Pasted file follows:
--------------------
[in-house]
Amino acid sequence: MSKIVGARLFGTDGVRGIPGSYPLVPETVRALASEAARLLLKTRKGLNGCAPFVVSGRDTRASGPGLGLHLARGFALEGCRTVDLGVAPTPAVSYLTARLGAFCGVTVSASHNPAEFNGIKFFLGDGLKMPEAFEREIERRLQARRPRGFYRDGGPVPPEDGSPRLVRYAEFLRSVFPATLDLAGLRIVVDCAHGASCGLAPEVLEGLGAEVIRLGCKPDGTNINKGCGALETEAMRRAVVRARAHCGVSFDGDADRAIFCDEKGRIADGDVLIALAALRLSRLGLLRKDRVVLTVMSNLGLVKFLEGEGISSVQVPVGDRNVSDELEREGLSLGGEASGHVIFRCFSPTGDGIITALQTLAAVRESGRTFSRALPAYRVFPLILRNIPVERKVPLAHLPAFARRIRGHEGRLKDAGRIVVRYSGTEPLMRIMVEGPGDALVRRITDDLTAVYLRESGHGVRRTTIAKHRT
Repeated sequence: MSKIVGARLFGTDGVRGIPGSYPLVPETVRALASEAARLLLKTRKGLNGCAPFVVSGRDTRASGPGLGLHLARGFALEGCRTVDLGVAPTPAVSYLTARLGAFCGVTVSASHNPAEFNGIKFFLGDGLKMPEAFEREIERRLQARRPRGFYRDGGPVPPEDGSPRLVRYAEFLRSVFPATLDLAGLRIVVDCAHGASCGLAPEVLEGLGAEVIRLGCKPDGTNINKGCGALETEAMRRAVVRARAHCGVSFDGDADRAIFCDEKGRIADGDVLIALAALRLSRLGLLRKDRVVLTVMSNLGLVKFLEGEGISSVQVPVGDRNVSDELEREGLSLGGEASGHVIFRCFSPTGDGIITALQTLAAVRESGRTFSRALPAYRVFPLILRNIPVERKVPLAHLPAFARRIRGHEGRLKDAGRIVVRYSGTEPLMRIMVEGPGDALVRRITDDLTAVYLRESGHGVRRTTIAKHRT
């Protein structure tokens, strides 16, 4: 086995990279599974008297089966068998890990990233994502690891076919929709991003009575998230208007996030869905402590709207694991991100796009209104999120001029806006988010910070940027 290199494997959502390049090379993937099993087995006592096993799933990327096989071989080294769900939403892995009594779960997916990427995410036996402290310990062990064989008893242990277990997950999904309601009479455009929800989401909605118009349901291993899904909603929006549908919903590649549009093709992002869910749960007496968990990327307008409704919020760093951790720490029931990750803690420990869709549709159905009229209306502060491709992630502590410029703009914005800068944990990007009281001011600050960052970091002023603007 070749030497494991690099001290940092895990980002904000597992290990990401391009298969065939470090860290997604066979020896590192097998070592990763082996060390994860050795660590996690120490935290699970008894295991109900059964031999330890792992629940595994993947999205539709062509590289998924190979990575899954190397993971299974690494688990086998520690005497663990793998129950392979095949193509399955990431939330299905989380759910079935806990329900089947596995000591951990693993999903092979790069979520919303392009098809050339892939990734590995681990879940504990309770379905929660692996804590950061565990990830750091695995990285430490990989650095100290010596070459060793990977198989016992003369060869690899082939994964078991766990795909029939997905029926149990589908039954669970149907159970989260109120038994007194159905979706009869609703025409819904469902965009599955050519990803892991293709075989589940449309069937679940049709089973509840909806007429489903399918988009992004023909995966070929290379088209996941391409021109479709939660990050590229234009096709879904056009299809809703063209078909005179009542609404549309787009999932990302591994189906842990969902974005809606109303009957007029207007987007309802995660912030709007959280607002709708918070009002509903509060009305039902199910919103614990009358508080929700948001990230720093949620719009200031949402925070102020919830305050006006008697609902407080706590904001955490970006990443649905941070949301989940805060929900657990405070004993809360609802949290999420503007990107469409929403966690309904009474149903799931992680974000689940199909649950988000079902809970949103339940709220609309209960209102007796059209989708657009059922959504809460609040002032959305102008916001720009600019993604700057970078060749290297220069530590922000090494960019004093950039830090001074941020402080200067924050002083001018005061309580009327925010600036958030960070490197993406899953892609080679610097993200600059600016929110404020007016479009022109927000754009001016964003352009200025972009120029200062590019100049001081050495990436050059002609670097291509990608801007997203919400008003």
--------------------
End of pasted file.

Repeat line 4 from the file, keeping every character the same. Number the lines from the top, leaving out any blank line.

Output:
């Protein structure tokens, strides 16, 4: 086995990279599974008297089966068998890990990233994502690891076919929709991003009575998230208007996030869905402590709207694991991100796009209104999120001029806006988010910070940027 290199494997959502390049090379993937099993087995006592096993799933990327096989071989080294769900939403892995009594779960997916990427995410036996402290310990062990064989008893242990277990997950999904309601009479455009929800989401909605118009349901291993899904909603929006549908919903590649549009093709992002869910749960007496968990990327307008409704919020760093951790720490029931990750803690420990869709549709159905009229209306502060491709992630502590410029703009914005800068944990990007009281001011600050960052970091002023603007 070749030497494991690099001290940092895990980002904000597992290990990401391009298969065939470090860290997604066979020896590192097998070592990763082996060390994860050795660590996690120490935290699970008894295991109900059964031999330890792992629940595994993947999205539709062509590289998924190979990575899954190397993971299974690494688990086998520690005497663990793998129950392979095949193509399955990431939330299905989380759910079935806990329900089947596995000591951990693993999903092979790069979520919303392009098809050339892939990734590995681990879940504990309770379905929660692996804590950061565990990830750091695995990285430490990989650095100290010596070459060793990977198989016992003369060869690899082939994964078991766990795909029939997905029926149990589908039954669970149907159970989260109120038994007194159905979706009869609703025409819904469902965009599955050519990803892991293709075989589940449309069937679940049709089973509840909806007429489903399918988009992004023909995966070929290379088209996941391409021109479709939660990050590229234009096709879904056009299809809703063209078909005179009542609404549309787009999932990302591994189906842990969902974005809606109303009957007029207007987007309802995660912030709007959280607002709708918070009002509903509060009305039902199910919103614990009358508080929700948001990230720093949620719009200031949402925070102020919830305050006006008697609902407080706590904001955490970006990443649905941070949301989940805060929900657990405070004993809360609802949290999420503007990107469409929403966690309904009474149903799931992680974000689940199909649950988000079902809970949103339940709220609309209960209102007796059209989708657009059922959504809460609040002032959305102008916001720009600019993604700057970078060749290297220069530590922000090494960019004093950039830090001074941020402080200067924050002083001018005061309580009327925010600036958030960070490197993406899953892609080679610097993200600059600016929110404020007016479009022109927000754009001016964003352009200025972009120029200062590019100049001081050495990436050059002609670097291509990608801007997203919400008003």